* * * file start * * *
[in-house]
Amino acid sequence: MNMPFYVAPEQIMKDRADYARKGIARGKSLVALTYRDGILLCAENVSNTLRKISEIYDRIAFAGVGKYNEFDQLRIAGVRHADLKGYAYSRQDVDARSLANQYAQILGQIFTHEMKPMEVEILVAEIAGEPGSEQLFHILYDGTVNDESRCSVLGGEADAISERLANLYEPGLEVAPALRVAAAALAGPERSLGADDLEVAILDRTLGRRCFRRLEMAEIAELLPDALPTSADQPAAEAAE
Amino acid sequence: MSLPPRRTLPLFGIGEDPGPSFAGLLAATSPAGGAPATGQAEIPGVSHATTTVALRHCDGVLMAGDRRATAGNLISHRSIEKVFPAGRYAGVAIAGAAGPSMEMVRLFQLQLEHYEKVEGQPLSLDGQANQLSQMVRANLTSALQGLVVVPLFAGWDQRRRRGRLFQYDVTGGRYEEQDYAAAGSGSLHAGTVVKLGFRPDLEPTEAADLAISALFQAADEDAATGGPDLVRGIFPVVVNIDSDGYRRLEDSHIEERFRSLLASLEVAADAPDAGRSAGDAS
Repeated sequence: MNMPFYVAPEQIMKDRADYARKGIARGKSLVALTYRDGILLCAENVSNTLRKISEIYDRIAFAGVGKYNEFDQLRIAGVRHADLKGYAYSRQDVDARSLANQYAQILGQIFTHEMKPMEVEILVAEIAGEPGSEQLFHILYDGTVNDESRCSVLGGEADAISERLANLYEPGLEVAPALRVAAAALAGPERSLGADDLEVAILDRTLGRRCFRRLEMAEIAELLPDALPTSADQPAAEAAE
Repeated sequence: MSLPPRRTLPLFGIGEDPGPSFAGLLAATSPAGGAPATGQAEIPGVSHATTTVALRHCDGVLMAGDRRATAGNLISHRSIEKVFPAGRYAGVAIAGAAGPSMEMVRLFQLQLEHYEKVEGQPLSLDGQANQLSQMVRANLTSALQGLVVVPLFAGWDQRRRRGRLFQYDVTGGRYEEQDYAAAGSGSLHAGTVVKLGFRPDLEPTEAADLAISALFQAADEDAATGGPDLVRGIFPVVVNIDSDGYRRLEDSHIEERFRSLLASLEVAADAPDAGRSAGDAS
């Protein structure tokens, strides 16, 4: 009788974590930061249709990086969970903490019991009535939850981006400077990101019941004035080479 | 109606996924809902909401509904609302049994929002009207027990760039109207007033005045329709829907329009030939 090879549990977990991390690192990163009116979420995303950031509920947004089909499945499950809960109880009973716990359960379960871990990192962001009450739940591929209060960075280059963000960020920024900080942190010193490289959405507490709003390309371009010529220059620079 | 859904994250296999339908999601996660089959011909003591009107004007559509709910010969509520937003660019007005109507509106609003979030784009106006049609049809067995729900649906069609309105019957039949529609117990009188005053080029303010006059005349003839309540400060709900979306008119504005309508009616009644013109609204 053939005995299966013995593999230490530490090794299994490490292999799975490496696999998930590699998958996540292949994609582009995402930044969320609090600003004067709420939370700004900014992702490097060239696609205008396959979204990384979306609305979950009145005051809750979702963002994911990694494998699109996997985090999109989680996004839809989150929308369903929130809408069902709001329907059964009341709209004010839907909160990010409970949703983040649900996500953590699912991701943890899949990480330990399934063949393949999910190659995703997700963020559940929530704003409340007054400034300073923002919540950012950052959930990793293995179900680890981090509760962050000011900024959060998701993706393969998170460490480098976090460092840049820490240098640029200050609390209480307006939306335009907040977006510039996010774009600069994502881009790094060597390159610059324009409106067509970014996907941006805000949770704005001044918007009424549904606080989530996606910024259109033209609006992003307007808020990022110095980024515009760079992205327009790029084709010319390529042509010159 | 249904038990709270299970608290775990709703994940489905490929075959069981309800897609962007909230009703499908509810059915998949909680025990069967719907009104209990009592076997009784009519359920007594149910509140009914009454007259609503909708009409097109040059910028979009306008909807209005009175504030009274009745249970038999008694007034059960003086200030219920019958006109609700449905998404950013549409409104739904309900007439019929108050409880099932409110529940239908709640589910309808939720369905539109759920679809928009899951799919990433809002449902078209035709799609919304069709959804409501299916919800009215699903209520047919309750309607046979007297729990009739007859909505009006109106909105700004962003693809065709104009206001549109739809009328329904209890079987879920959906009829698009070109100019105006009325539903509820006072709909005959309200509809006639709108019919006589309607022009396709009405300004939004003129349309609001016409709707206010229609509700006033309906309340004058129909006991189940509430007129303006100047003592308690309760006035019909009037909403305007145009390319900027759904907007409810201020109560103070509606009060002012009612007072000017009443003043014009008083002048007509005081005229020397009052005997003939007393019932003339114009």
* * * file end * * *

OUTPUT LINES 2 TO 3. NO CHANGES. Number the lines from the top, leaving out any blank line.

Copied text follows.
Amino acid sequence: MNMPFYVAPEQIMKDRADYARKGIARGKSLVALTYRDGILLCAENVSNTLRKISEIYDRIAFAGVGKYNEFDQLRIAGVRHADLKGYAYSRQDVDARSLANQYAQILGQIFTHEMKPMEVEILVAEIAGEPGSEQLFHILYDGTVNDESRCSVLGGEADAISERLANLYEPGLEVAPALRVAAAALAGPERSLGADDLEVAILDRTLGRRCFRRLEMAEIAELLPDALPTSADQPAAEAAE
Amino acid sequence: MSLPPRRTLPLFGIGEDPGPSFAGLLAATSPAGGAPATGQAEIPGVSHATTTVALRHCDGVLMAGDRRATAGNLISHRSIEKVFPAGRYAGVAIAGAAGPSMEMVRLFQLQLEHYEKVEGQPLSLDGQANQLSQMVRANLTSALQGLVVVPLFAGWDQRRRRGRLFQYDVTGGRYEEQDYAAAGSGSLHAGTVVKLGFRPDLEPTEAADLAISALFQAADEDAATGGPDLVRGIFPVVVNIDSDGYRRLEDSHIEERFRSLLASLEVAADAPDAGRSAGDAS